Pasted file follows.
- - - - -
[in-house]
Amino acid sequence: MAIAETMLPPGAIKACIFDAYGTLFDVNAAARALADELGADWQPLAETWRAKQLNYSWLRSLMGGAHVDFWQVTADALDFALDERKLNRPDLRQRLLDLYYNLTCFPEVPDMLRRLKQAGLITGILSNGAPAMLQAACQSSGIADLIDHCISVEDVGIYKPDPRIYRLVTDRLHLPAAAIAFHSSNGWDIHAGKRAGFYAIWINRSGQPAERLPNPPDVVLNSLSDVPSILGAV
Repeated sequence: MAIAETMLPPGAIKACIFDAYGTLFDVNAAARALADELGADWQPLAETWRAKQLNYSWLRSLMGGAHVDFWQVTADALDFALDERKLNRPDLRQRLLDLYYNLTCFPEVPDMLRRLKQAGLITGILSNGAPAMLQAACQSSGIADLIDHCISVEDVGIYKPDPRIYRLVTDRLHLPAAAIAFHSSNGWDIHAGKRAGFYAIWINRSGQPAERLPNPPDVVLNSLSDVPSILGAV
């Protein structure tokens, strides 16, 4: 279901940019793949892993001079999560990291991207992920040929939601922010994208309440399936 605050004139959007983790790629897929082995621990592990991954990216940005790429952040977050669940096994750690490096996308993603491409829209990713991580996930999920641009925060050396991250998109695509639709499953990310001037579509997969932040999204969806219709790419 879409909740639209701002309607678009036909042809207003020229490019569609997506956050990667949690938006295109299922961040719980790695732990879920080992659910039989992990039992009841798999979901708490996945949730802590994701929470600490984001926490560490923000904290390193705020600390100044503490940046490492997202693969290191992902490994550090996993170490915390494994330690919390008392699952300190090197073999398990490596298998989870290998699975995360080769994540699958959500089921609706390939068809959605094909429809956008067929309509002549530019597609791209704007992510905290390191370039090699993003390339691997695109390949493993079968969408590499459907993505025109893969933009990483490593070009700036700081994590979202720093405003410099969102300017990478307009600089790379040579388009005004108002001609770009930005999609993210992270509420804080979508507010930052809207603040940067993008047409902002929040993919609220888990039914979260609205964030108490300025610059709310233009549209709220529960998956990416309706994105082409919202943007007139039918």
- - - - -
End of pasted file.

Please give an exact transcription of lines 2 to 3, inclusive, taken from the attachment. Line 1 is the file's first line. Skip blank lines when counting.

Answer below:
Amino acid sequence: MAIAETMLPPGAIKACIFDAYGTLFDVNAAARALADELGADWQPLAETWRAKQLNYSWLRSLMGGAHVDFWQVTADALDFALDERKLNRPDLRQRLLDLYYNLTCFPEVPDMLRRLKQAGLITGILSNGAPAMLQAACQSSGIADLIDHCISVEDVGIYKPDPRIYRLVTDRLHLPAAAIAFHSSNGWDIHAGKRAGFYAIWINRSGQPAERLPNPPDVVLNSLSDVPSILGAV
Repeated sequence: MAIAETMLPPGAIKACIFDAYGTLFDVNAAARALADELGADWQPLAETWRAKQLNYSWLRSLMGGAHVDFWQVTADALDFALDERKLNRPDLRQRLLDLYYNLTCFPEVPDMLRRLKQAGLITGILSNGAPAMLQAACQSSGIADLIDHCISVEDVGIYKPDPRIYRLVTDRLHLPAAAIAFHSSNGWDIHAGKRAGFYAIWINRSGQPAERLPNPPDVVLNSLSDVPSILGAV